Friday, 16 September 2016

Anxiety disorders and mortality risk: implications for autism?

"Anxiety disorders significantly increased mortality risk. Comorbidity of anxiety disorders and depression played an important part in the increased mortality."

So said the findings reported by Sandra Meier and colleagues [1] looking to assess any relationship between the presence of an anxiety disorder and mortality risk. Based on data from one of those oh-so-useful Scandinavian population registries (Denmark this time), researchers reported that: "The risk of death by natural and unnatural causes was significantly higher among individuals with anxiety disorders... compared with the general population." Death by unnatural causes was also linked in quite a few cases to "comorbid diagnoses of depression."

Although making sombre reading, the data from Meier et al provide further evidence [2] that a psychiatric/behavioural diagnosis might have far-reaching implications when it comes to the risk of early mortality, be that based on natural causes or something rather more unnatural such as death by suicide or an enhanced risk of accidental death or death because of illness. This also follows a trend suggesting that severe mental illness also has social implications such as an increased risk of becoming a victim of crime too (see here). Quality of life, health-related or otherwise, is nearly always affected by such diagnoses.

I introduced the 'implications for autism' bit to this post simply because (a) when it comes to comorbidity surrounding the diagnosis of autism, anxiety and depression (various types) pretty much come top with regards to psychiatric labels applied (see here and see here respectively) and (b) enhanced risk of early mortality is also an unfortunate feature when it comes to autism too (see here). Putting these findings together and well, I'm sure you can understand the need for quite a bit more study in this area and in particular, a reiteration of how utterly disabling anxiety and/or depression can be when it comes to autism.

If and when possible roles for anxiety and/or depression are found to contribute to some of the excess risk of early mortality when it comes to autism, the bright side is that this could have implications for intervention and management and onwards a reduction in mortality risk. I might also introduce the findings reported by Butnoriene and colleagues [3] at this point, who suggested that sex differences might also be relevant to the type of risk factors associated with mortality. Discussions in this area should also probably include discussions on a related topic based on a particularly extreme path being selected by some on the autism spectrum (see here).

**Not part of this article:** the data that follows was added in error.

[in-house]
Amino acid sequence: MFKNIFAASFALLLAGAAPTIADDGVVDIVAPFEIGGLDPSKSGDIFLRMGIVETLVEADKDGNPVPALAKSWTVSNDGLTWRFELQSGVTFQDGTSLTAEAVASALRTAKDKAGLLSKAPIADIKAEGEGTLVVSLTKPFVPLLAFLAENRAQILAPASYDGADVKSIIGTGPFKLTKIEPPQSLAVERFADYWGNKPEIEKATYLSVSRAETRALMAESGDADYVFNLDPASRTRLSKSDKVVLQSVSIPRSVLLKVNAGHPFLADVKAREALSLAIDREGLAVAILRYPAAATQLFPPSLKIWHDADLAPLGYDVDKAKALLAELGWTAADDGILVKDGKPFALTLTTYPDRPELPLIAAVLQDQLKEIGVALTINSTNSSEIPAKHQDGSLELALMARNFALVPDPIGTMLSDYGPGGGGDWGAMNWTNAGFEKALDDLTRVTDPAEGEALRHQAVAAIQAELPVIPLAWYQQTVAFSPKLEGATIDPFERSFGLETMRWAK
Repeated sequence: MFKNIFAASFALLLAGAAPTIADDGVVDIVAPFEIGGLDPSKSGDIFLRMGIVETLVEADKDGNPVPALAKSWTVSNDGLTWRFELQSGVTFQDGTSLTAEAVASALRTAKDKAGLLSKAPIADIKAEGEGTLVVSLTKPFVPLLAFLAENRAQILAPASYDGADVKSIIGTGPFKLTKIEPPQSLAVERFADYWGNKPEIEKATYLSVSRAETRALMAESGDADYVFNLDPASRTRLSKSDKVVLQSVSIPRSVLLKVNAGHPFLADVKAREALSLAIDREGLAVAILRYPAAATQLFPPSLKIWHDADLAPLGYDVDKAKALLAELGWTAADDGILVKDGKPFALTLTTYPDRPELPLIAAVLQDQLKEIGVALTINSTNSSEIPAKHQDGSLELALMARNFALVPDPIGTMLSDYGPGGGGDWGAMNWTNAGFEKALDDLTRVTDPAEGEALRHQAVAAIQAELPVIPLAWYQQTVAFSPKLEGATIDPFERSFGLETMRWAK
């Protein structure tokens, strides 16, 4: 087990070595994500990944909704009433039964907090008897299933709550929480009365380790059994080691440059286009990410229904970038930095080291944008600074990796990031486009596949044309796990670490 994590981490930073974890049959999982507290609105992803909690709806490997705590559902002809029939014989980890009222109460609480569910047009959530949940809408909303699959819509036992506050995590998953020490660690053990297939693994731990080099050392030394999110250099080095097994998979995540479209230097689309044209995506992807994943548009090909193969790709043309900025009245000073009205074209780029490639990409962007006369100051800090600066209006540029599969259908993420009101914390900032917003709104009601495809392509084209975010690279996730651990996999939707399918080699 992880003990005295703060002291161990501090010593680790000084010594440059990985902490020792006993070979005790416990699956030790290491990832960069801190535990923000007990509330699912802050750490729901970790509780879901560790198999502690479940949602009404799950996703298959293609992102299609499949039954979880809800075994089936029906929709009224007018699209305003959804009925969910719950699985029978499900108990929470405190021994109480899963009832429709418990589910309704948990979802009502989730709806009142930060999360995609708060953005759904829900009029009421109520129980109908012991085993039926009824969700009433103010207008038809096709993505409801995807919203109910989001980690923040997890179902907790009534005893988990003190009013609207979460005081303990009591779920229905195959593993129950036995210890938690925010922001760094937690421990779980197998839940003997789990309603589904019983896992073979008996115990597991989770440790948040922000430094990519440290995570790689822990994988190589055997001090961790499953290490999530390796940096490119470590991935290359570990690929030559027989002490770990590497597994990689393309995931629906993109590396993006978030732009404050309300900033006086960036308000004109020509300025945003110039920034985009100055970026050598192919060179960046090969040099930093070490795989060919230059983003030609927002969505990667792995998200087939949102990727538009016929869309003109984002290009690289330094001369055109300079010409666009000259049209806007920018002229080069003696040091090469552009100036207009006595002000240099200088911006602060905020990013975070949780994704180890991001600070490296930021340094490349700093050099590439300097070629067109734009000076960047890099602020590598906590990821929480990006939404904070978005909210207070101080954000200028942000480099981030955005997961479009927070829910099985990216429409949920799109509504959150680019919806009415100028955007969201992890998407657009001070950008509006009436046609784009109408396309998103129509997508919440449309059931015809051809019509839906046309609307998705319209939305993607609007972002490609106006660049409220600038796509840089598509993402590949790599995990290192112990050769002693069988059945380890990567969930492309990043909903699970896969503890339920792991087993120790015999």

Without trying to make connections where none might exist, I'm also inclined to suggest that outside of psychological and pharmacological interventions to tackle anxiety and/or depression comorbid to autism, one might also look to treating certain somatic correlates also potentially exerting an effect (see here). There is potentially lots to examine across such comorbidities as yet again, another very important line of study opens up that intersects with autism.

Finally, dare I also add that other labels such as obsessive-compulsive disorder (OCD) that may also intersect with some autism (see here - yes, this is another Meier paper) might also increase the risk of early mortality when it comes to autism too [4]?

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[1] Meier SM. et al. Increased mortality among people with anxiety disorders: total population study. The British Journal of Psychiatry. 2016; 209: 216-221.

[2] Pratt LA. et al. Excess mortality due to depression and anxiety in the United States: results from a nationally representative survey. Gen Hosp Psychiatry. 2016 Mar-Apr;39:39-45.

[3] Butnoriene J. et al. Metabolic syndrome, major depression, generalized anxiety disorder, and ten-year all-cause and cardiovascular mortality in middle aged and elderly patients. Int J Cardiol. 2015;190:360-6.

[4] Fernández de la Cruz L. et al. Suicide in obsessive-compulsive disorder: a population-based study of 36 788 Swedish patients. Mol Psychiatry. 2016 Jul 19.

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ResearchBlogging.org Meier SM, Mattheisen M, Mors O, Mortensen PB, Laursen TM, & Penninx BW (2016). Increased mortality among people with anxiety disorders: total population study. The British journal of psychiatry : the journal of mental science PMID: 27388572